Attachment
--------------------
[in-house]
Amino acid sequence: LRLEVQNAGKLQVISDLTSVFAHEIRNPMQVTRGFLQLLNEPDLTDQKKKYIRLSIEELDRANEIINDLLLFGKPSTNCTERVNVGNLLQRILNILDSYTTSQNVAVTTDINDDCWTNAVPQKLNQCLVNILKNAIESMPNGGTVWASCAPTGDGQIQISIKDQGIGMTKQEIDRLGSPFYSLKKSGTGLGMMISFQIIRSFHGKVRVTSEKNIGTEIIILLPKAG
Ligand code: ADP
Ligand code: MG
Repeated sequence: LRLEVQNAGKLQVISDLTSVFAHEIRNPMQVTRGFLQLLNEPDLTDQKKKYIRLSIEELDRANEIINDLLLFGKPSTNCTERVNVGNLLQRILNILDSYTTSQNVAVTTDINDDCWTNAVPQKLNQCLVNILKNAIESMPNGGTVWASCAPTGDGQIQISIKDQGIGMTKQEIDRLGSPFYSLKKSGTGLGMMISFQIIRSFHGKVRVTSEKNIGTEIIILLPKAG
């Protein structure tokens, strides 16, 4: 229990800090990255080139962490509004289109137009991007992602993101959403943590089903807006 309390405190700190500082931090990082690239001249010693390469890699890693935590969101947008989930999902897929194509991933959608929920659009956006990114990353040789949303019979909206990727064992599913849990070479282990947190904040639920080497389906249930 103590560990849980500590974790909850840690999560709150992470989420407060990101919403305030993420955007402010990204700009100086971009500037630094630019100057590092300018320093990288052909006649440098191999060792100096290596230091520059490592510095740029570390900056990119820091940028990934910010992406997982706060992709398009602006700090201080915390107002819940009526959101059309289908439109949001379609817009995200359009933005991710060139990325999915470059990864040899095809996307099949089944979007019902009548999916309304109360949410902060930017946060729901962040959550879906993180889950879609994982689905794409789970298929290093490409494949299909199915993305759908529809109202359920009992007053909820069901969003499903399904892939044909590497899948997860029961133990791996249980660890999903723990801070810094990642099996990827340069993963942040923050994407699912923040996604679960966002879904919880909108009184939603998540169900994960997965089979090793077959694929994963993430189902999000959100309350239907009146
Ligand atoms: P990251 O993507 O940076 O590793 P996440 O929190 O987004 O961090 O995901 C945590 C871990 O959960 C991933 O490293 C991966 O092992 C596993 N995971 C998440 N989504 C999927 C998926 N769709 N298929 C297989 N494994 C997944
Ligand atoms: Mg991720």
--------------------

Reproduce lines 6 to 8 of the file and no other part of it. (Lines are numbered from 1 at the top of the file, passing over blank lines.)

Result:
């Protein structure tokens, strides 16, 4: 229990800090990255080139962490509004289109137009991007992602993101959403943590089903807006 309390405190700190500082931090990082690239001249010693390469890699890693935590969101947008989930999902897929194509991933959608929920659009956006990114990353040789949303019979909206990727064992599913849990070479282990947190904040639920080497389906249930 103590560990849980500590974790909850840690999560709150992470989420407060990101919403305030993420955007402010990204700009100086971009500037630094630019100057590092300018320093990288052909006649440098191999060792100096290596230091520059490592510095740029570390900056990119820091940028990934910010992406997982706060992709398009602006700090201080915390107002819940009526959101059309289908439109949001379609817009995200359009933005991710060139990325999915470059990864040899095809996307099949089944979007019902009548999916309304109360949410902060930017946060729901962040959550879906993180889950879609994982689905794409789970298929290093490409494949299909199915993305759908529809109202359920009992007053909820069901969003499903399904892939044909590497899948997860029961133990791996249980660890999903723990801070810094990642099996990827340069993963942040923050994407699912923040996604679960966002879904919880909108009184939603998540169900994960997965089979090793077959694929994963993430189902999000959100309350239907009146
Ligand atoms: P990251 O993507 O940076 O590793 P996440 O929190 O987004 O961090 O995901 C945590 C871990 O959960 C991933 O490293 C991966 O092992 C596993 N995971 C998440 N989504 C999927 C998926 N769709 N298929 C297989 N494994 C997944
Ligand atoms: Mg991720």